wool rug finishing

I have just finished weaving a rug in heavy wool and wondered if anyone knows of the best way to "finish" the surface of it once it is off the loom. I have considered laying it flat on the floor and covering it with damp towels overnight. I mean, you can't wash and steam press a rug this heavy!! :-)

Comments

Posted on Wed, 12/28/2011 - 20:15

Hi Ellen,

We used to ask Peter Collingwood these questions.  During the 90s and into the last years of his life, he was reading messages in weaving lists and offering his comments.  On this question, he said that there was no need to do anything.  And my experience is that I just start using using them.  In fact, they have a nice stiff body when they are new and they get a little bit limp the first time you wash them. So, they are better before washing.

We saw the photo of it on the loom, so it would be very nice to see a photo of the finished rug.

Joanne

Posted on Wed, 12/28/2011 - 21:45

Thank you Joanne. 

Washing this is out of the question, as it is so big and heavy it would not get into any sink or even bathtub, I think! It is almost like a double weave and the wool is very thick, but yes, it is stiff and sturdy :-) 

I will post photos when I have finished doing the edges (oriental braiding, they call it on Vävmagasinet's homepage) and I can get the photos loaded.

Ellen

Posted on Thu, 12/29/2011 - 18:37

I was taught to finish a wool rug in this manner.
Put the rug flat on a hard surface covered with towels.
Get more towels, enough to cover the rug, wet them, and hand wring dry.
Lay those on top of the rug.
Next, get your iron, and turn it to at least a wool setting.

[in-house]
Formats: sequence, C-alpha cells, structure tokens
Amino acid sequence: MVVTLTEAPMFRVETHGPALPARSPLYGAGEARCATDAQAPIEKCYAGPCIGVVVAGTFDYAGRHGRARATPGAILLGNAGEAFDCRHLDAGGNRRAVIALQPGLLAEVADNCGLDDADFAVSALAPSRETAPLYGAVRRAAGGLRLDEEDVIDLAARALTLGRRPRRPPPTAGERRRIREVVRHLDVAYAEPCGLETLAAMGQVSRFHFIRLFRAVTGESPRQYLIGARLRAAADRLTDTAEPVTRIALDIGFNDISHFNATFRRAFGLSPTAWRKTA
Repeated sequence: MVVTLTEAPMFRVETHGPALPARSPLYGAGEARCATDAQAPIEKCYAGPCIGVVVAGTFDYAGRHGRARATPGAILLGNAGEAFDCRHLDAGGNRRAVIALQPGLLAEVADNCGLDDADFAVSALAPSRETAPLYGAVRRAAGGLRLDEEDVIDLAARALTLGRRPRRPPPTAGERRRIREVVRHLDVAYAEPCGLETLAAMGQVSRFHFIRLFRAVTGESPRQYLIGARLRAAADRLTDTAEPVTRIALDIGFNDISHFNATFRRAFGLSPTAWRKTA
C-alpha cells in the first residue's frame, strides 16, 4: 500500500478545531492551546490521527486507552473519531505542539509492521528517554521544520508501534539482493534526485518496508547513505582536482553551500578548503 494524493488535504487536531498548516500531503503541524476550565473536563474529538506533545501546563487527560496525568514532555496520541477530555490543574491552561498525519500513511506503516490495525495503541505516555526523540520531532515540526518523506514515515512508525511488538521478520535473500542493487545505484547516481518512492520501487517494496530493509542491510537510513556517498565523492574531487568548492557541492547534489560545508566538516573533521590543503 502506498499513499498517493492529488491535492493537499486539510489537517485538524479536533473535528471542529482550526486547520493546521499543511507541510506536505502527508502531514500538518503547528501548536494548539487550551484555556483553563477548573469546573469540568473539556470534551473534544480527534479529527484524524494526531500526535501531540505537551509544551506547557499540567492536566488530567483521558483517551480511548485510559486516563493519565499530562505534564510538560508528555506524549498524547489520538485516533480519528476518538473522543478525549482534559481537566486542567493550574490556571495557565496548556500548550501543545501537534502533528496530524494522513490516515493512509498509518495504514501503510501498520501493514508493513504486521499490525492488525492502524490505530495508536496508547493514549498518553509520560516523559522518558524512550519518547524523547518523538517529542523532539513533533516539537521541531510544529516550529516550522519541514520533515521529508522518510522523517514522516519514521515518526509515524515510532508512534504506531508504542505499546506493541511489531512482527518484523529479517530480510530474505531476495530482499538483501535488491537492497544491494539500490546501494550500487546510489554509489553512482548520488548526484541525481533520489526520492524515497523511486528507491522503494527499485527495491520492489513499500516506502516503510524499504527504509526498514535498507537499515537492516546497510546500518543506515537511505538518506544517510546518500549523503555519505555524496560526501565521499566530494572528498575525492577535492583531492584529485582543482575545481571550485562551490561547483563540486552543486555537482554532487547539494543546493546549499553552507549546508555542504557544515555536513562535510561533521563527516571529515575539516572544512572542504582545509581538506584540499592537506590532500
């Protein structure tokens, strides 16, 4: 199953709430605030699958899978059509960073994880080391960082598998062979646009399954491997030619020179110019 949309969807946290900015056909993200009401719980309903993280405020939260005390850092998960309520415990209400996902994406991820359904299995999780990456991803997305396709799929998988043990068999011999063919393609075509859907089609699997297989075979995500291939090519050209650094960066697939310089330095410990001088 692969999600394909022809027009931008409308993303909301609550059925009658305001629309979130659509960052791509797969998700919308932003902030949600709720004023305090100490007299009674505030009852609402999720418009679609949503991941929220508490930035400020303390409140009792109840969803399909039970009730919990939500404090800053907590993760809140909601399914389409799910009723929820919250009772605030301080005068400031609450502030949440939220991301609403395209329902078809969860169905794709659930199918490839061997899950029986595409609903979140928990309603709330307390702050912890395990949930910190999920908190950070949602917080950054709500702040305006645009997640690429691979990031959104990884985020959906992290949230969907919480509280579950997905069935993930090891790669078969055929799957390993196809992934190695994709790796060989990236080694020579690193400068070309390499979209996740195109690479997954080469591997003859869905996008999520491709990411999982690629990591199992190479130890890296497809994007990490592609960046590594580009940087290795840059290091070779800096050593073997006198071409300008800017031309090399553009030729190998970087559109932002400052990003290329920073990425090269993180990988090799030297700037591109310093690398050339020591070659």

Place it on the damp towels - let it hiss and steam and don't move it until the hissing subsides significantly. Move it to a new portion of the towels covering the rug and repeat until the entire rug has been treated.
Leave the towels in place overnight, or until both the towels and the rug have dried completely.

Posted on Thu, 12/29/2011 - 19:00

Thanks for your reply! This sounds very much like what I do with a "normal" wool project, pressing with an iron and a damp cloth like that. So it sounds reasonable, though time-consuming, to do it with an entire wool rug. But then the weaving was slow too, I managed about 2 inches an hour, and the braids are taking time too, so why not this ? :-)

Ellen

Posted on Thu, 12/29/2011 - 19:30

Hi Rexcreation,

Can you tell us where this information is from and what the purpose for this finishing is?   It sounds like blocking to make it square if it did not turn out square.  It is sometimes done to a tapestry to make it square or flat if it does
not have a flat surface.  And the tapestry is then flat and it looses it's rigid hand.  I have done this very lightly to make the yarns at the back of a tapestry flatten out so that it is easier to put the fabric backing on it. But I would not do this to a rug.

When I have woven rag rugs in cotton or wool and put them on the floor, they stay in place much better than after I have to wash them for the first time.  Then they lose the body they had.  So, I would not block or wet the rug in any way until it needs cleaning. 

Joanne

Posted on Thu, 12/29/2011 - 22:40

I finish my wool rugs the way that recreation describes above. The trick is to find a clean concrete or tile floor that allows you to use the water & thoroughly steam the rug. I use a wet rag or hand towel directly on the rug and cover it with a dishcloth. I reset the rag each time I move to a different area. I don't soak the rug, I just make sure it gets a good even steam press. Then I walk away & allow it to dry without fiddling with it.

Can't remember where I read or learned it, but it works very well.

Posted on Fri, 12/30/2011 - 08:19

(warning: have tried once, on the *one* wool rug I've woven...)

Anyway: I was told never to "finish", not to clip ends and so on, until it had been in use for some time. It needs traffic to "set", so a wool rug should be placed where it will be trodden on. After a while (a month -> a year, flipped every so often) the ends are clipped and it is "finished". (I got this from Kerstin Lovallius in Sweden many years ago, but my own experience is very limited...)

Posted on Fri, 12/30/2011 - 10:45